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Portland Business & Commercial Law Blog

Why customer service is an important factor in business

Owning and operating a business involves numerous challenges, many of which rest on the risks you face. While you might worry about managing your workforce and establishing your brand, the service you provide can significantly affect your ongoing success.

Providing quality customer service can challenge entrepreneurs, especially those with limited resources. Yet, regardless of whether you need to determine which structure is best or regroup after a business interruption, it’s necessary to understand the importance of how you regard those in need of your product or service.

Choosing the right entity during the business formation process

Starting a business involves making important financial and legal decisions regarding operations, liability and taxes. Choosing the right entity during business formation is important, and the appropriate choice depends on the preferences of the owner, the type of company and the long-term goals of the owner. One of the most popular options is an LLC, limited liability company, which limits the personal liability of an Oregon owner for business-related obligations. 

LLC is a popular choice for many because it protects the financial interests of the business owner. An LLC is a separate legal entity, and it is often the most practical option for those who are running a business without a partner. In terms of taxation, an owner of an LLC will pay taxes on payments he or she receives from the company as personal income. It is possible to opt for an LLC with multiple owners.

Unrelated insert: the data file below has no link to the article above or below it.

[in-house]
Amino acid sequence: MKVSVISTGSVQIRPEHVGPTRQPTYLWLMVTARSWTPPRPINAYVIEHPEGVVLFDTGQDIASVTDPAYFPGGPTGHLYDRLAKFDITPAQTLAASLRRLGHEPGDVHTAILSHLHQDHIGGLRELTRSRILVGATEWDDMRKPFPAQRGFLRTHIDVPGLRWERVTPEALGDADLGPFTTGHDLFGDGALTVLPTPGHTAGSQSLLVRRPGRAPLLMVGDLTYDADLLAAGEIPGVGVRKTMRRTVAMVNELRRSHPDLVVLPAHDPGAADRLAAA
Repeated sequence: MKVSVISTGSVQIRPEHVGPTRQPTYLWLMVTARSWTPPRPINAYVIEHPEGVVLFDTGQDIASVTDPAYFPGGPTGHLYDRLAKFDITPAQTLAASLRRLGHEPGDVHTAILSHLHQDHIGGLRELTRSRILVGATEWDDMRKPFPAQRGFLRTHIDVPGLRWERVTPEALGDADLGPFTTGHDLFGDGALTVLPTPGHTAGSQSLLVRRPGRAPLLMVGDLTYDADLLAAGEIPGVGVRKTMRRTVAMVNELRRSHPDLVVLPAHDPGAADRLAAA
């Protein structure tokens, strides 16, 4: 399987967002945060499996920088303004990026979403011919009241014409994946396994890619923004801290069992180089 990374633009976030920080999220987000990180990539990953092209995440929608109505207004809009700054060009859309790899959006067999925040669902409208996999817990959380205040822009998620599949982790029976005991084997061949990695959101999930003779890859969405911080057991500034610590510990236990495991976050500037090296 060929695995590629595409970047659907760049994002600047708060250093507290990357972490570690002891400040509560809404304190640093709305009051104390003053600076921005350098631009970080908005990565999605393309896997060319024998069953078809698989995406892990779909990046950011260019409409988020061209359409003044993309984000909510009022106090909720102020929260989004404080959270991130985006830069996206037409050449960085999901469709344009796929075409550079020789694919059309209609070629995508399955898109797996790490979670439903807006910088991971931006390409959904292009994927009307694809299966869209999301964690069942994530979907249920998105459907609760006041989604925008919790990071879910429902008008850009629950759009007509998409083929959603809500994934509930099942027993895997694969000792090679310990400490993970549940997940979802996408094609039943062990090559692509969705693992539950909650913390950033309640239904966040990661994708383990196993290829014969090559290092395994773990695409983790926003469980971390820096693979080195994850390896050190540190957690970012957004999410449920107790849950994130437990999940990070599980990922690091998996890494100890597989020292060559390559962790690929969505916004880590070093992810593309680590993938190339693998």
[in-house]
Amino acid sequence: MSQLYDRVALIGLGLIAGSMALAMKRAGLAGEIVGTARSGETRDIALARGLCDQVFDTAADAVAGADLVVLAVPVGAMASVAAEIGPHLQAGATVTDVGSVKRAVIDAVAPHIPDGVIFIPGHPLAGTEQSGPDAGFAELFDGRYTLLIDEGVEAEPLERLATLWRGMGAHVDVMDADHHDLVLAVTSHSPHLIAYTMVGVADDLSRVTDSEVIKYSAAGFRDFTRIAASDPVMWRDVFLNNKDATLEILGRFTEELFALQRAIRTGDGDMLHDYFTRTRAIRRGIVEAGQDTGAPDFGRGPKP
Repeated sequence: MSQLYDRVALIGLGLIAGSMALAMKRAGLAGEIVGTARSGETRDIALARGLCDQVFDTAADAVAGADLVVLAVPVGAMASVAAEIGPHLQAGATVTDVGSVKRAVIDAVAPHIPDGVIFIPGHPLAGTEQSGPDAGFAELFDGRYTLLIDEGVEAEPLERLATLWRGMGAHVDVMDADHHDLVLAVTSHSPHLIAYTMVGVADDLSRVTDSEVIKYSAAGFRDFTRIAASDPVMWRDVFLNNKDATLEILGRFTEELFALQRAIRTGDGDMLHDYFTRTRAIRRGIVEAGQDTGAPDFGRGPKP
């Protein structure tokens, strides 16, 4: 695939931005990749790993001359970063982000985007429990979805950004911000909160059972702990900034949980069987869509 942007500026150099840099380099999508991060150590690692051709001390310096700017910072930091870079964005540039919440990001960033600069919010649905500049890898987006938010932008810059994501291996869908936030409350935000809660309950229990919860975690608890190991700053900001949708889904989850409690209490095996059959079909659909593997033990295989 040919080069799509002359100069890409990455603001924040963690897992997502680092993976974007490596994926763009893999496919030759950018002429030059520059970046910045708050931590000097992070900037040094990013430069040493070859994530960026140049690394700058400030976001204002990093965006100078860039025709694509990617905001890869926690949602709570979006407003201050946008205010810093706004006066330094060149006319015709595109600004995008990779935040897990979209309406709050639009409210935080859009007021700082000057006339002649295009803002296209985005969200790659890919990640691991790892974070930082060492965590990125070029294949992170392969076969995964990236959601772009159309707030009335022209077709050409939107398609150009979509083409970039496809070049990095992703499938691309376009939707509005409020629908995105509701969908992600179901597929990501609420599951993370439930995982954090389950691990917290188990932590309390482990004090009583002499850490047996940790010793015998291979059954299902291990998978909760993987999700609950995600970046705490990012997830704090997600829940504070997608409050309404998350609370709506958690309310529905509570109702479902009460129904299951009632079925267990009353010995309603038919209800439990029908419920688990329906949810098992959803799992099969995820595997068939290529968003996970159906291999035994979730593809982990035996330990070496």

Business contracts: understanding non-compete agreements

Certain types of legal agreements allow a business to protect its competitive advantage and proprietary information. Through non-compete agreements or including certain terms in business contracts, an Oregon company is able to keep closely held information safe, even if an employee leaves to work for another company. Some businesses require employees to sign these agreements as a condition of their employment.

Non-compete agreements can differ from company to company, depending on the type of business, the role of the employee and the competition. The intent of these agreements is to give employers control over the actions of an employee in the future, typically preventing the employee from working for the competition. There may be terms regarding how long these restrictions will last and even a geographical range for where a former employee may or may not work.

What business assets depreciate?

Office space and other equipment are essential to owning a business. The items you purchase for your business can help you increase profits and boost productivity for you and your staff.

The assets you purchase for your business can also be an important deduction on your taxes each year. Before you start deducting the items you have purchased, it is vital to understand which items depreciate and what that means for your taxes.

Getting through your first tax audit

When you own a business, tax time can seem like a nightmare. Between deductions and expenses, it can be challenging to know what you are supposed to do.

After feverishly working through filing your taxes, it can seem especially frustrating to find the IRS has chosen your business for an audit.

Going on the offensive after breaches of business contracts